The case against Abdurrahman Gök is based on fabricated secret witness testimony, and the case appears to be a vindictive act over the Kurdish journalist’s work, Media and Law Studies Association (MLSA) Co-director Veysel Ok told Mezopotamya Agency ahead of Gök’s trial on Thursday.
“They fabricated a secret witness to legitimise Gök’s arrest,” Ok said. “The witness gave contradicting statements. The same happened to another 15 journalists who were arrested. These arrests are not independent.”
According to Ok, the indictment against Gök was motivated by hate and revenge against the journalist for revealing the conditions under which a young Kurdish man was killed by the police during a Newroz celebration.
Gök was arrested in April, together with reporter Mehmet Şah Oruç. The secret witness who testified against him had previously testified against 20 other Kurdish journalists, who were arrested in June 2022 and continue to face charges of terrorism similar to what Gök is accused of.
Both journalists will face a judge on Thursday, for the first time since their arrest. They both face charges of membership in a terrorist organisation, while Oruç is also accused of terrorist propaganda.
The indictment contains interviews with sources and news stories the journalists have written, Ok said. The MLSA co-director believes that both journalists should be released after the first hearing.
Gök and Oruç have been “terrorised” over their journalistic activity, Journalists Union of Turkey (TGS) Chairman Gökhan Durmuş told Mezopotamya. “There is no crime to speak of, and no evidence save for false testimony. It is unacceptable to deprive persons of their liberty based on lies.”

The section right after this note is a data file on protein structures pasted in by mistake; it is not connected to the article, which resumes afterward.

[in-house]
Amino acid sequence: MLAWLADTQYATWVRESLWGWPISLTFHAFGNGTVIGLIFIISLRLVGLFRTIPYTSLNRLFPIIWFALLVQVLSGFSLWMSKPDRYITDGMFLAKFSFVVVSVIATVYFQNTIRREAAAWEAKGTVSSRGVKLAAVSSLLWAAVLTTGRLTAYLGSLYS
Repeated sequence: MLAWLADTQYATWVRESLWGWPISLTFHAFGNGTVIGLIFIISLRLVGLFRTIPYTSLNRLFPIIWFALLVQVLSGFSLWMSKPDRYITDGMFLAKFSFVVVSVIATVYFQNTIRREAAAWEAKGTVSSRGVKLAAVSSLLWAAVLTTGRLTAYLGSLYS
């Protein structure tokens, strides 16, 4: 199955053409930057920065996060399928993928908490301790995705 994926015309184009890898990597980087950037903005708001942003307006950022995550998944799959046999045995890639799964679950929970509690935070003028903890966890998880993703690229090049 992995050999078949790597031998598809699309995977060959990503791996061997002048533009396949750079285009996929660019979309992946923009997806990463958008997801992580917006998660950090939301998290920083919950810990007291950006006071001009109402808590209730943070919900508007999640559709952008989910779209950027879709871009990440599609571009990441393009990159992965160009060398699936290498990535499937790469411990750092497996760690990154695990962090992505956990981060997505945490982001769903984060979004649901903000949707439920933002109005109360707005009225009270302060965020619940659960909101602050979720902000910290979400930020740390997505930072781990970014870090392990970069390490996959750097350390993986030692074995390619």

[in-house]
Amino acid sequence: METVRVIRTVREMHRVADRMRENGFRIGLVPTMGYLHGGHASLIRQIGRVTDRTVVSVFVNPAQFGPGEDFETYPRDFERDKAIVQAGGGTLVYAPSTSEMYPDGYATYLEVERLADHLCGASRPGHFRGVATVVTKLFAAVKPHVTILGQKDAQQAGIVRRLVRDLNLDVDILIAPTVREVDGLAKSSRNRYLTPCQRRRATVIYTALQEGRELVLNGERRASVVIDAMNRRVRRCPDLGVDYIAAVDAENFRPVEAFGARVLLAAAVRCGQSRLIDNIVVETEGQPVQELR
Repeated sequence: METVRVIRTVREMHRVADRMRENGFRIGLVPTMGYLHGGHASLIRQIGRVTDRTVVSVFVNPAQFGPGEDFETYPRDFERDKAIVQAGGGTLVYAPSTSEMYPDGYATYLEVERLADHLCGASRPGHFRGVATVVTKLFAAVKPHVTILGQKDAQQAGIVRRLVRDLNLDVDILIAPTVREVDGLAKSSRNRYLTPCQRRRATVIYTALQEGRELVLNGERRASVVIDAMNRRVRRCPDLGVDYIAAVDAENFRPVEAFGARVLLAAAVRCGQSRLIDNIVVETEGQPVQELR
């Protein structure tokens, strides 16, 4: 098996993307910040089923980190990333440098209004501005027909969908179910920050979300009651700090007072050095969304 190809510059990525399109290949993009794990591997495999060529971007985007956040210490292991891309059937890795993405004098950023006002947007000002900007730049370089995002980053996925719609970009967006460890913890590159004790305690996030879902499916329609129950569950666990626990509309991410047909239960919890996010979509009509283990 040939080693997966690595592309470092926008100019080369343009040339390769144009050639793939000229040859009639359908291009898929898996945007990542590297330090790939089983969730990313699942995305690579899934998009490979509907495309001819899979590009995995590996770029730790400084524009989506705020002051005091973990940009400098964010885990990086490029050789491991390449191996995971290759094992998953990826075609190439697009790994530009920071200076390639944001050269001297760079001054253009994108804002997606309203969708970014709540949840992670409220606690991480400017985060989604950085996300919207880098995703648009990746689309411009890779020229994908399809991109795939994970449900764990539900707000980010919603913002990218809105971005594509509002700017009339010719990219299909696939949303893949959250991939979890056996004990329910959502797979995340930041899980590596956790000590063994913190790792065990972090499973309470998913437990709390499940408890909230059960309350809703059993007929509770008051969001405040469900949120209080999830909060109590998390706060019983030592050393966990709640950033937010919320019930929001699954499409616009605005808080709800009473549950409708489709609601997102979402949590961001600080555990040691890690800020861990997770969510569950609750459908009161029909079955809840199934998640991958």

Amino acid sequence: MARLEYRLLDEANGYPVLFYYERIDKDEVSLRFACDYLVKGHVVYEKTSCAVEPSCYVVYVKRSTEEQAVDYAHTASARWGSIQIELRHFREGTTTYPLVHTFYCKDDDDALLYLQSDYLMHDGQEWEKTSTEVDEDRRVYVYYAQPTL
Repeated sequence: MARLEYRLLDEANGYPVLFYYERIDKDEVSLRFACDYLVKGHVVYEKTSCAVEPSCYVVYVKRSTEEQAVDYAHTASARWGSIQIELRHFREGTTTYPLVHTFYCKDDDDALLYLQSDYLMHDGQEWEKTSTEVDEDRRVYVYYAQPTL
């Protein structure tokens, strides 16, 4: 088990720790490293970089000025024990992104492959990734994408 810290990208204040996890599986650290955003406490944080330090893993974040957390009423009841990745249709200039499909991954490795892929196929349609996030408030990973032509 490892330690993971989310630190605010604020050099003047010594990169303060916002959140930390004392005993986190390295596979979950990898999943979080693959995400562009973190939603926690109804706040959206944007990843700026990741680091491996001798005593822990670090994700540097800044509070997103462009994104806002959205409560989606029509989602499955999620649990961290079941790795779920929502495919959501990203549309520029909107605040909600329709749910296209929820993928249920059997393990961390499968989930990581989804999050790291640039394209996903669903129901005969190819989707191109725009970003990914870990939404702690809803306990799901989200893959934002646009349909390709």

“In these cases journalists are arrested over excuses and preposterous claims. Everybody knows the truth. Gök is paying for the photos of Kemal Kurkut he took at Newroz,” Media and Print Workers Union (Basın-İş) Chairman Faruk Eren said. “Journalists have faced even harsher oppression than this. Young colleagues must not fret. We will get through these dark days with solidarity.”
The stories Oruç is charged over include interviews with then-MP Leyla Güven, who went on a long-term hunger strike in 2018, and Democratic Regions Party (DBP) Co-chair Saliha Aydeniz, who spoke about the Idlib Accord between Turkey and Russia following the death of 34 Turkish soldiers in a Russian airstrike.
Oruç also wrote about the old city neighbourhood of Sur in the Kurdish-majority Diyarbakır (Amed) province, and a young man who was killed in clashes in the neighbourhood and whose remains were not delivered to his family for seven years.
Evidence against Gök included his payment slips from Mezopotamya Agency, which continues to operate legally in Turkey, and a witness statement that Gök was “seen headed to the premises of Pel Production”, a media and cinema production company that Turkey also accuses of terrorist activity.
Gök is accused of producing propaganda for the outlawed Kurdistan Workers’ Party (PKK), evidence for which includes his documentary film about the Islamic State (ISIS) attacks against the Syrian Kurdish town Kobane.
Another story Gök covered that is included in the indictment is a letter to then-Justice Minister Abdulhamit Gül by Ahmet Kısa, whose 70 year-old mother was arrested solely based on secret witness testimony despite being the only caregiver for her two disabled adult children.